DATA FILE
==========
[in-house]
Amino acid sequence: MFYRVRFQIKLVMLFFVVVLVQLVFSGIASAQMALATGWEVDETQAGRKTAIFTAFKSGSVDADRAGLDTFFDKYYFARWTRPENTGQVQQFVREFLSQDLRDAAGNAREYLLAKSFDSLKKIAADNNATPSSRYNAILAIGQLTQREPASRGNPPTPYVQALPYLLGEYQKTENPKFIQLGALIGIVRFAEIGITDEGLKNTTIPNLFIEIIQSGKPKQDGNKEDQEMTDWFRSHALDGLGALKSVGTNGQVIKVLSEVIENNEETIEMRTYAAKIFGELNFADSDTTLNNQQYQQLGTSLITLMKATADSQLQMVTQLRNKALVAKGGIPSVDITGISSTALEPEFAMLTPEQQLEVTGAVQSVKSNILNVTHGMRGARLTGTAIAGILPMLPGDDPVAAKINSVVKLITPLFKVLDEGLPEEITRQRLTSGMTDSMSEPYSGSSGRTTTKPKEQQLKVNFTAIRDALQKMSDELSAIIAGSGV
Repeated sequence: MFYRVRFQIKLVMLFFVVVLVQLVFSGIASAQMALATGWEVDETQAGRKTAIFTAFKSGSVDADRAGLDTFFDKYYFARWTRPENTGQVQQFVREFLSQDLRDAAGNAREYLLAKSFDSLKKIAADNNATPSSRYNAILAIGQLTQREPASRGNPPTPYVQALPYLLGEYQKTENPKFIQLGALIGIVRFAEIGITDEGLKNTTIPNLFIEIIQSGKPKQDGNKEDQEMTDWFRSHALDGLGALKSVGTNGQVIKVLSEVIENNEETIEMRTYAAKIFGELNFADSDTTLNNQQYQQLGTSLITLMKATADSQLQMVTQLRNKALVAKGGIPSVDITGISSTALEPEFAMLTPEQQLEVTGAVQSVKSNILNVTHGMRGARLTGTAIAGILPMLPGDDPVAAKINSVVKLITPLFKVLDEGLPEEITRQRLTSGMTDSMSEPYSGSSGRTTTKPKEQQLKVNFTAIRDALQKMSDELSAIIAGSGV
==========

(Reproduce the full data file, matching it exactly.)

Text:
[in-house]
Amino acid sequence: MFYRVRFQIKLVMLFFVVVLVQLVFSGIASAQMALATGWEVDETQAGRKTAIFTAFKSGSVDADRAGLDTFFDKYYFARWTRPENTGQVQQFVREFLSQDLRDAAGNAREYLLAKSFDSLKKIAADNNATPSSRYNAILAIGQLTQREPASRGNPPTPYVQALPYLLGEYQKTENPKFIQLGALIGIVRFAEIGITDEGLKNTTIPNLFIEIIQSGKPKQDGNKEDQEMTDWFRSHALDGLGALKSVGTNGQVIKVLSEVIENNEETIEMRTYAAKIFGELNFADSDTTLNNQQYQQLGTSLITLMKATADSQLQMVTQLRNKALVAKGGIPSVDITGISSTALEPEFAMLTPEQQLEVTGAVQSVKSNILNVTHGMRGARLTGTAIAGILPMLPGDDPVAAKINSVVKLITPLFKVLDEGLPEEITRQRLTSGMTDSMSEPYSGSSGRTTTKPKEQQLKVNFTAIRDALQKMSDELSAIIAGSGV
Repeated sequence: MFYRVRFQIKLVMLFFVVVLVQLVFSGIASAQMALATGWEVDETQAGRKTAIFTAFKSGSVDADRAGLDTFFDKYYFARWTRPENTGQVQQFVREFLSQDLRDAAGNAREYLLAKSFDSLKKIAADNNATPSSRYNAILAIGQLTQREPASRGNPPTPYVQALPYLLGEYQKTENPKFIQLGALIGIVRFAEIGITDEGLKNTTIPNLFIEIIQSGKPKQDGNKEDQEMTDWFRSHALDGLGALKSVGTNGQVIKVLSEVIENNEETIEMRTYAAKIFGELNFADSDTTLNNQQYQQLGTSLITLMKATADSQLQMVTQLRNKALVAKGGIPSVDITGISSTALEPEFAMLTPEQQLEVTGAVQSVKSNILNVTHGMRGARLTGTAIAGILPMLPGDDPVAAKINSVVKLITPLFKVLDEGLPEEITRQRLTSGMTDSMSEPYSGSSGRTTTKPKEQQLKVNFTAIRDALQKMSDELSAIIAGSGV